Draft Remix: Could Graves Have Done Better?

The Cardinals failed to address key needs in the draft, such as speed at the skill positions and depth across the offensive line. Rod Graves shrugs this off as inevitability and insists he took the best player available with each pick. But could he of filled his needs and still gotten good value? Michael Lombardo takes a closer look in this draft remix.

If the Cardinals were given a draft weekend do-over, would Graves do anything differently? Could he have somehow netted a more encompassing draft class? Here is a look at what the Cardinals could have done, using only players who were available at each respective slot in the draft.

Round 1: Rashard Mendenhall, RB, Illinois- The biggest question mark on Arizona's roster is quarterback Matt Leinart, and what better way to stack the deck in Leinart's favor than by adding an explosive back like Mendenhall? Mendenhall averaged an incredible 6.5 yards on his 388 career carries, racking up 22 TDs along the way. He would keep Edgerrin James fresh while opening up the play-action pass for Leinart.

Round 2: Terrence Wheatley, CB, Colorado- Wheatley doesn't have a lot of size (5'9", 187 pounds), but he has just about everything else. He is fast, athletic, intelligent and experienced enough to play on opening day. His slight stature would keep him out of the starting lineup, but he could have been an ideal nickel back between Eric Green and Roderick Hood.

Round 3: Cliff Avril, OLB, Purdue- The Cardinals chose an outside linebacker in round six, choosing Texas A&M's Chris Harrington, who had just two sacks last season. Avril, who has 13.5 sacks over the last two season, would have been a much better fit in the 3-4 defense. Avril is similar to Shaun Phillips, another former Purdue defensive lineman who moved to linebacker in a 3-4 scheme. Phillips has 20 sacks over the last two seasons for the San Diego Chargers.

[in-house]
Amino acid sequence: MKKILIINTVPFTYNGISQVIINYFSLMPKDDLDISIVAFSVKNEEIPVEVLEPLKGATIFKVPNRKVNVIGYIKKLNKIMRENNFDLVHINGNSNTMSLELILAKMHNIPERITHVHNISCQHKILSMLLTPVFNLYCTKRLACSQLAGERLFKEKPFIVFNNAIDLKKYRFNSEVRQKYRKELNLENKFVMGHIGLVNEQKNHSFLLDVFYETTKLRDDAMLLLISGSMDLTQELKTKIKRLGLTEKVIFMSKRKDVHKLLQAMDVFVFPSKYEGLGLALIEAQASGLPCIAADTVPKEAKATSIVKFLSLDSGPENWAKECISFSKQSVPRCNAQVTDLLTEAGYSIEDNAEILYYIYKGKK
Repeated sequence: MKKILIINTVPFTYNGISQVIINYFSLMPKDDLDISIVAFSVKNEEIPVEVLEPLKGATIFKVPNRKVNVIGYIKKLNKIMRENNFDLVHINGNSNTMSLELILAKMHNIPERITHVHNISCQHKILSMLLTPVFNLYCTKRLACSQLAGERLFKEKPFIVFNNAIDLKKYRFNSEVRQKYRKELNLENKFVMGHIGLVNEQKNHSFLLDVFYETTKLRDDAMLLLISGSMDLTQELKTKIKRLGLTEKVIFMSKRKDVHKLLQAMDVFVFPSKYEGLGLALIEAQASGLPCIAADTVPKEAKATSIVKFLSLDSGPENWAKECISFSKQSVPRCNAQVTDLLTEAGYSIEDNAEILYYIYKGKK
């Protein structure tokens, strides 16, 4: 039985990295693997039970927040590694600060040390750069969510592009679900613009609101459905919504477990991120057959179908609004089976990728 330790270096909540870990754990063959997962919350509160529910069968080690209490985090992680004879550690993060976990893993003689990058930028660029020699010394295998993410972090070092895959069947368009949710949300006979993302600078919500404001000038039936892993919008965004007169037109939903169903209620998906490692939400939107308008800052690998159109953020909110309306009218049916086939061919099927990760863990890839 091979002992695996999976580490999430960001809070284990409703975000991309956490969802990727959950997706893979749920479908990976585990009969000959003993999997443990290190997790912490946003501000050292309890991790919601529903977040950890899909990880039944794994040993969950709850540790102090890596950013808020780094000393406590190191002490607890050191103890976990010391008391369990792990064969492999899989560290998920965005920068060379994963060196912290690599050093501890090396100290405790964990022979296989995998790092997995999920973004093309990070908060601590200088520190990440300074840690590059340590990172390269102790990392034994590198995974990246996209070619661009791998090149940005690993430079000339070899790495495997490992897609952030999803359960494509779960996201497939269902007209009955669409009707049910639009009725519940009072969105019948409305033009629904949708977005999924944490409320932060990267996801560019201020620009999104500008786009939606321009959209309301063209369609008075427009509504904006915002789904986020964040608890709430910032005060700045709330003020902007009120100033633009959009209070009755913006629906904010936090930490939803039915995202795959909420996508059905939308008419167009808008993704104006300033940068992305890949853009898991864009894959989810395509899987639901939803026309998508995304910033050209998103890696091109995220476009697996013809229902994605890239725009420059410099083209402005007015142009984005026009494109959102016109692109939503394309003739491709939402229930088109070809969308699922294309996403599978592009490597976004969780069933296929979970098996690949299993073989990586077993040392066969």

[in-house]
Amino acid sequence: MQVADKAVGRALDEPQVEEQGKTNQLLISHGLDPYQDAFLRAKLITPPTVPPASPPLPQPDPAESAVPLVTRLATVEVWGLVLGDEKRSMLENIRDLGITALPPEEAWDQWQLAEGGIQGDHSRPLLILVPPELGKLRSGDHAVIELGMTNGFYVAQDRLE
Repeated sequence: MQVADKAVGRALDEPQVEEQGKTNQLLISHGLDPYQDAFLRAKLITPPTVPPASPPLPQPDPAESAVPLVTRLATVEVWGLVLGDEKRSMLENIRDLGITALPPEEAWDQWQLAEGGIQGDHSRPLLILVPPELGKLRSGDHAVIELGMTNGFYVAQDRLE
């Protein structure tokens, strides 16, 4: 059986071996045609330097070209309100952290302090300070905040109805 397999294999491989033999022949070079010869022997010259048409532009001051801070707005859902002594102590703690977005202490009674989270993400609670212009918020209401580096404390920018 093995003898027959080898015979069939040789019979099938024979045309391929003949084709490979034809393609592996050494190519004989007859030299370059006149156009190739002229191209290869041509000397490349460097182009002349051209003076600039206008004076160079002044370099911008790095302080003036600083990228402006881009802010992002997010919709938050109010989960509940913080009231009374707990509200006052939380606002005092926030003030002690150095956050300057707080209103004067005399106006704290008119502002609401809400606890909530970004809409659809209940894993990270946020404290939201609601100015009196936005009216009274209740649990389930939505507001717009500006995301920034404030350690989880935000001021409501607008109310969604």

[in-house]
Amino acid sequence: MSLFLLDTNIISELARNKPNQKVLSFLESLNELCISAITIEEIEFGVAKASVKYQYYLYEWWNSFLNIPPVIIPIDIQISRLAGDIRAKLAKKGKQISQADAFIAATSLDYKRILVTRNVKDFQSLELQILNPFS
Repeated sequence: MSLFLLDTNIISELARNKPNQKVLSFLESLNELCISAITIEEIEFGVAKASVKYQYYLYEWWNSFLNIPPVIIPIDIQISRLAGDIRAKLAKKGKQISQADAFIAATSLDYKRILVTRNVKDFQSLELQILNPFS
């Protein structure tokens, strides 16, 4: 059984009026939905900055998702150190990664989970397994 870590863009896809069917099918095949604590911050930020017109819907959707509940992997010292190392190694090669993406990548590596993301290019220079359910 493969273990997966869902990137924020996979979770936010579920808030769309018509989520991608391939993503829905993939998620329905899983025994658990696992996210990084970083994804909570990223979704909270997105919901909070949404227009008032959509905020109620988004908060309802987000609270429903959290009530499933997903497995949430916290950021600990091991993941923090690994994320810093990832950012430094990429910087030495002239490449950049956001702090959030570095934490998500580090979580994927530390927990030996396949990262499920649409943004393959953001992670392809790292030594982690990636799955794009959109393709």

Round 4: DeMario Pressley, DL, North Carolina State- The Cardinals drafted a pair of defensive ends in the draft, which seems like overkill with Darnell Dockett, Antonio Smith, Bert Berry and Bryan Robinson on the roster. The team could have gotten away with waiting until the fourth round for Pressley, who played tackle and end in college. His rare combination of size (6'3", 301 pounds) and athleticism makes him an ideal end in a 3-4 defense.

Round 5: Kevin Robinson, WR, Utah State- The Cardinals wanted to add speed to their receiving corps, and they failed to do so by addressing the position Early (Doucet). A better choice would have been Robinson, who became the NCAA career all-purpose yards per play record holder late in the 2007 season (16.16 avg). Known for his deadly return skills, Robinson would have injected the offensive with a big-play element out of the slot.

Round 6: Steven Justice, C, Wake Forest- The Cardinals drafted depth at tackle in the form of Northern Iowa's Brandon Keith. However, the interior line could have used some increased competition, as well. Justice would have been a steal this late because of his technically proficient skill-set and high football IQ.

Round 7: Kirk Barton, OT, Ohio State- The Cardinals had the right position in round seven, but it may have been the wrong player. Although Barton is not as naturally talented as Keith, he makes up for it with his nasty demeanor and relentless style of play. Pairing Barton with offensive line coach Russ Grimm would have produced a grizzly player capable of starting as early as 2009.

Michael Lombardo is a member of the Pro Football Writers of America and a long-time contributor to the Scout.com network. His analysis has been published by the NFL Network, Fox Sports and MySpace Sports.


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